"If you go on the internet and you're looking for feedback, you have to have thick skin. I'm so grateful that there are people who are supportive. It's a tough business. It helps to know some of your work is received well."

"It's like a roller coaster: Some days you feel unstoppable, and other times you're like why am I doing this? It comes in moments. It's a crazy's a crazy industry, but I can't do anything else. I selected this path, because I am a fan of entertainment. That's what I wanted to make my life about."

"You have to have that sense of this is possible and believe in that. If you don't believe in yourself no one else is going to believe in you. You have to keep going."

"It's always about the next thing. If you're just focusing on what you're doing right now when it's done you're going to be idle. I like to have multiple things going on. I'm constantly writing, looking at other projects. I'm a creator. It's all about content. At the end of the day that's all that matters."

Stay connected with Jared and Trap Light Media on Twitter at and Instagram at

Sunday, July 26, 2020

TAKE TEN with Steven Manchester, author of THE MENU

by Cyrus Webb

For years I have been a fan of author Steven Manchester. Through fiction he is able to share not just some entertaining stories but some real-life lessons that the reader can take away from them. His newest, THE MENU, is so different. Though a tad different in subject matter the message is one that is typical Steven Manchester. We discuss his literary success and new book in this Take Ten. Enjoy!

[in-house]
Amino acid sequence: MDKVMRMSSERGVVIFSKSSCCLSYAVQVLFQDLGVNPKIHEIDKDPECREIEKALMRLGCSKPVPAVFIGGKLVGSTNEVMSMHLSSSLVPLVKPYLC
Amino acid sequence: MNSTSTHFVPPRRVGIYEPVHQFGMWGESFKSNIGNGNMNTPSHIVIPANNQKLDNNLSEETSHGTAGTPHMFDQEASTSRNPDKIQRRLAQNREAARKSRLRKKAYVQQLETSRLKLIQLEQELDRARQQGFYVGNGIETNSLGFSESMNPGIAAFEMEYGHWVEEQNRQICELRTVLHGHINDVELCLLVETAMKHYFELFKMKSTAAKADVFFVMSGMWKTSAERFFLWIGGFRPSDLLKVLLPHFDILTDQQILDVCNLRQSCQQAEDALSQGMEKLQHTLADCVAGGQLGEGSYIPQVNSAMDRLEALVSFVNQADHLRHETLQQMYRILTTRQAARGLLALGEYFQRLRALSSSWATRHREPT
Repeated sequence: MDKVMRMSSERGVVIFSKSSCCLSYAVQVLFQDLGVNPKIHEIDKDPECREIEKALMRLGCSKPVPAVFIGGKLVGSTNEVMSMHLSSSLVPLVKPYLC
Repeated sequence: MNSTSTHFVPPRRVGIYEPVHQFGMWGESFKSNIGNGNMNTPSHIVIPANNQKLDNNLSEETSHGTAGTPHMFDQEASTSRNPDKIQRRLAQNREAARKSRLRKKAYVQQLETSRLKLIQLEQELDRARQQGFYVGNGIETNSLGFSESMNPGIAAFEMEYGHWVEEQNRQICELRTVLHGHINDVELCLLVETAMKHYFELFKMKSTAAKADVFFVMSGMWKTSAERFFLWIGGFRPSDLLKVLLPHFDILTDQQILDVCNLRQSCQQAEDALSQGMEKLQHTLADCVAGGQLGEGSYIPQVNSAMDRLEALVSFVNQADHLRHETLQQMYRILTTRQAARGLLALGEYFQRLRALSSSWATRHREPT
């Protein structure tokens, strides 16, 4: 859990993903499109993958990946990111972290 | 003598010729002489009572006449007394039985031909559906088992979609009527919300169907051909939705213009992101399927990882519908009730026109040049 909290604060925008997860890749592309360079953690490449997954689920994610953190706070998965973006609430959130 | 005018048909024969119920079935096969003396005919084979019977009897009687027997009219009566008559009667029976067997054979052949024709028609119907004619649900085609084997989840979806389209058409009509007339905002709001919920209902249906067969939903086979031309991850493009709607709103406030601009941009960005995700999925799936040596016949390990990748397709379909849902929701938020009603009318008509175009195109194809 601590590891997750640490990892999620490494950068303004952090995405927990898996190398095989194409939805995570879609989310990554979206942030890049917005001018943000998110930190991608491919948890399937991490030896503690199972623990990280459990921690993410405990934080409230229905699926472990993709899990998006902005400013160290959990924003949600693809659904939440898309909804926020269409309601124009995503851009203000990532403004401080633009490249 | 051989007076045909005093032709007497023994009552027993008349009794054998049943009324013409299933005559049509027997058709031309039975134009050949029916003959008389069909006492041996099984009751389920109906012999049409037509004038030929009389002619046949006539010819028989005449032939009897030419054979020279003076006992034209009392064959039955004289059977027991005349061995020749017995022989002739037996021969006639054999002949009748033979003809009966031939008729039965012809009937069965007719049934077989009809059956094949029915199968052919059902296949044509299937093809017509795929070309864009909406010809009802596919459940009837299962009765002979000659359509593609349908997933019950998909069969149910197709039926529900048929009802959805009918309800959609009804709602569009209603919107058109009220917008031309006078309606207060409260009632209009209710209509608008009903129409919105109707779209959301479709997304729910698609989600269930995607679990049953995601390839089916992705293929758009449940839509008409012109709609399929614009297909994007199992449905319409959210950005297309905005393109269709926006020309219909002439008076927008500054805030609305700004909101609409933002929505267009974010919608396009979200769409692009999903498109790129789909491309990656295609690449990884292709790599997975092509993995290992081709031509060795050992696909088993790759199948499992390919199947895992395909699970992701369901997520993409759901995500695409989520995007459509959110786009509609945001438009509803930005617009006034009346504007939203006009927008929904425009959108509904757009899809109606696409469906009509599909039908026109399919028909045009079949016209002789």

Steven, great to catch up with you again. Congratulations on the new book THE MENU. We’ll get more into it soon, but I want to begin with this writing journey for you. What has it been like for you to do what you love from book to book and see the response from readers?
It’s been a dream come true. It really has. From a young age, I wanted to be a writer. Twenty-five years ago, I  embarked on that journey and never looked back. Even during the failures, it’s been worth every second of my time and effort. The love I’ve received in return from my readers is the icing on the cake.

You have definitely given us some great stories, but there are some themes that seem consistent: family, faith and forgiveness. Is this just a part of who you are, or do you find they just find themselves naturally into your work?
I would have to say both. I write reality-based fiction and, although it’s a bit cliché, we can only write about what we know, who we know, and where we’ve been. Family means everything to me. I believe that we’re all connected.  As long as I’m writing stories for my children, I figure I can never go wrong, and I would never waste their time with anything that doesn’t have meaning.